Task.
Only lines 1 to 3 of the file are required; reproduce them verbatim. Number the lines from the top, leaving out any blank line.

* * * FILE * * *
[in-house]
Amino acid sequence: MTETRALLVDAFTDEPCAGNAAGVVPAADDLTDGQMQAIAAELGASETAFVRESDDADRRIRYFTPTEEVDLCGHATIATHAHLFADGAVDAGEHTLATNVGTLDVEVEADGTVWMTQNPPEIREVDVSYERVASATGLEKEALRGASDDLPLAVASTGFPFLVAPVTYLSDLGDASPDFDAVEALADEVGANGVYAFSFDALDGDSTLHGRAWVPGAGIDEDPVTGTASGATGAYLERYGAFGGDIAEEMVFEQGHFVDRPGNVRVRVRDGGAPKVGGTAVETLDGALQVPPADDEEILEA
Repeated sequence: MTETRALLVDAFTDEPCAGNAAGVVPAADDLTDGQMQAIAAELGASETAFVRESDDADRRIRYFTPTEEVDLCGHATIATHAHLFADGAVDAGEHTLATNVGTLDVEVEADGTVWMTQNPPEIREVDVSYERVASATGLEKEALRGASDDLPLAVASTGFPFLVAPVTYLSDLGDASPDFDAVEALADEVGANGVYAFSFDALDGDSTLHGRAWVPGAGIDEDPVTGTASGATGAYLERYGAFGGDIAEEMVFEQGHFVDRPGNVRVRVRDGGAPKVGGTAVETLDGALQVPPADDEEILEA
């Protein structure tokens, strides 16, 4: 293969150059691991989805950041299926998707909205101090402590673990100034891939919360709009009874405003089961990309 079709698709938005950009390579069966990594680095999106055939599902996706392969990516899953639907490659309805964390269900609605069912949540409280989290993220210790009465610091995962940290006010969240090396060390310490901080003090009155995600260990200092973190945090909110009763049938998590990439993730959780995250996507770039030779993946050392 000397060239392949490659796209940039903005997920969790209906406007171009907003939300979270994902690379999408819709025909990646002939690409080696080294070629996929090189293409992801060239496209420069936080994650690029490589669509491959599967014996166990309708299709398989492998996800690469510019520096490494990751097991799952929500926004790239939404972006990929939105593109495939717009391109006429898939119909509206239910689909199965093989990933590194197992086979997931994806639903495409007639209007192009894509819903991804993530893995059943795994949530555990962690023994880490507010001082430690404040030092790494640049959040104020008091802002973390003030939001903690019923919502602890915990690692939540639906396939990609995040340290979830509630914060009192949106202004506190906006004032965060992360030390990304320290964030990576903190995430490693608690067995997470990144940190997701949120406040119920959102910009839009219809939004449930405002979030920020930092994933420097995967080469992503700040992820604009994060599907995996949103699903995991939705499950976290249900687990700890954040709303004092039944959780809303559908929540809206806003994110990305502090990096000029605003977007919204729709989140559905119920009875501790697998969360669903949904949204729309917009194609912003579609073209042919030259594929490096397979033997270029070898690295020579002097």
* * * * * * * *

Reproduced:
[in-house]
Amino acid sequence: MTETRALLVDAFTDEPCAGNAAGVVPAADDLTDGQMQAIAAELGASETAFVRESDDADRRIRYFTPTEEVDLCGHATIATHAHLFADGAVDAGEHTLATNVGTLDVEVEADGTVWMTQNPPEIREVDVSYERVASATGLEKEALRGASDDLPLAVASTGFPFLVAPVTYLSDLGDASPDFDAVEALADEVGANGVYAFSFDALDGDSTLHGRAWVPGAGIDEDPVTGTASGATGAYLERYGAFGGDIAEEMVFEQGHFVDRPGNVRVRVRDGGAPKVGGTAVETLDGALQVPPADDEEILEA
Repeated sequence: MTETRALLVDAFTDEPCAGNAAGVVPAADDLTDGQMQAIAAELGASETAFVRESDDADRRIRYFTPTEEVDLCGHATIATHAHLFADGAVDAGEHTLATNVGTLDVEVEADGTVWMTQNPPEIREVDVSYERVASATGLEKEALRGASDDLPLAVASTGFPFLVAPVTYLSDLGDASPDFDAVEALADEVGANGVYAFSFDALDGDSTLHGRAWVPGAGIDEDPVTGTASGATGAYLERYGAFGGDIAEEMVFEQGHFVDRPGNVRVRVRDGGAPKVGGTAVETLDGALQVPPADDEEILEA